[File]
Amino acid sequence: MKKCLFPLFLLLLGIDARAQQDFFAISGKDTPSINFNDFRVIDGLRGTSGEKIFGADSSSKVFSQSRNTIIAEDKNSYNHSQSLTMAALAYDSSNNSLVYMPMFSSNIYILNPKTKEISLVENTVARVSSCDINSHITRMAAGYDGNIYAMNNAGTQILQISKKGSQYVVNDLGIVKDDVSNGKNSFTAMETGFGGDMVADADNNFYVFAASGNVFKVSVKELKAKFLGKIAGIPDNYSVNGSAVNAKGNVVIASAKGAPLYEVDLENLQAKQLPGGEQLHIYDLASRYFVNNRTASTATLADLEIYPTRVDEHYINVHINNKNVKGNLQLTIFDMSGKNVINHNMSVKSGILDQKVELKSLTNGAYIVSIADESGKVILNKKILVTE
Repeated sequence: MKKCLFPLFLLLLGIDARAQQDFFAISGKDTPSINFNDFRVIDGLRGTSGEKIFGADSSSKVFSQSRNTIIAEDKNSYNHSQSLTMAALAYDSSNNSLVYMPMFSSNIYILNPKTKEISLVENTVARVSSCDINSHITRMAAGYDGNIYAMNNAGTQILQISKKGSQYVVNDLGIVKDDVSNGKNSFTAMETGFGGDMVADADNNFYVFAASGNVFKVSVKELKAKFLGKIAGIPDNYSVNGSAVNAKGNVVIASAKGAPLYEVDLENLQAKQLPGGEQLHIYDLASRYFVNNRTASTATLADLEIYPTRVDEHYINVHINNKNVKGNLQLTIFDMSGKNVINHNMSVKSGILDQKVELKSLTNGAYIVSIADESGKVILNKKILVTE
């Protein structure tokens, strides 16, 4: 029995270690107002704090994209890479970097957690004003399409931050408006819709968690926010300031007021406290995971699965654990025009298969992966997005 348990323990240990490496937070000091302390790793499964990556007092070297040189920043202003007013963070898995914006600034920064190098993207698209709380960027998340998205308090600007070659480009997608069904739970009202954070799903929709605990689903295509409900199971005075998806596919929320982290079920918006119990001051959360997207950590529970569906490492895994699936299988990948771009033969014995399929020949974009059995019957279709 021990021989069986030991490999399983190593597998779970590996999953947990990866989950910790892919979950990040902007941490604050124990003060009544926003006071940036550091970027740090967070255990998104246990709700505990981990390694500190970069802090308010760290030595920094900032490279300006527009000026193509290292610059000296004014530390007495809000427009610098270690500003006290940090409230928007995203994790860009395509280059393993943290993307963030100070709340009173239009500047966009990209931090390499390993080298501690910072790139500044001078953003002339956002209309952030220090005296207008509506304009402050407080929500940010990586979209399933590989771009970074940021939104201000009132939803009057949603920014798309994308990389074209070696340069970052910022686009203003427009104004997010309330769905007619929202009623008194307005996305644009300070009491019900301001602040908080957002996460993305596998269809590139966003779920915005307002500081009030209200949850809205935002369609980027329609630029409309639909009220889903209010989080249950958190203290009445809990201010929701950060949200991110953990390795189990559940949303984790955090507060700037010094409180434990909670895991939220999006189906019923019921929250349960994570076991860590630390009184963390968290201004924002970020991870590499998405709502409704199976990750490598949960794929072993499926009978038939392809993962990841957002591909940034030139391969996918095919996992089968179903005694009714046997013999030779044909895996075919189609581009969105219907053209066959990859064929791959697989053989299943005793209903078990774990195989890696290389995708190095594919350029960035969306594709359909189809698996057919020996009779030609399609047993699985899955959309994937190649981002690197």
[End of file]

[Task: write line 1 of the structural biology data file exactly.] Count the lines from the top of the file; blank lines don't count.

Amino acid sequence: MKKCLFPLFLLLLGIDARAQQDFFAISGKDTPSINFNDFRVIDGLRGTSGEKIFGADSSSKVFSQSRNTIIAEDKNSYNHSQSLTMAALAYDSSNNSLVYMPMFSSNIYILNPKTKEISLVENTVARVSSCDINSHITRMAAGYDGNIYAMNNAGTQILQISKKGSQYVVNDLGIVKDDVSNGKNSFTAMETGFGGDMVADADNNFYVFAASGNVFKVSVKELKAKFLGKIAGIPDNYSVNGSAVNAKGNVVIASAKGAPLYEVDLENLQAKQLPGGEQLHIYDLASRYFVNNRTASTATLADLEIYPTRVDEHYINVHINNKNVKGNLQLTIFDMSGKNVINHNMSVKSGILDQKVELKSLTNGAYIVSIADESGKVILNKKILVTE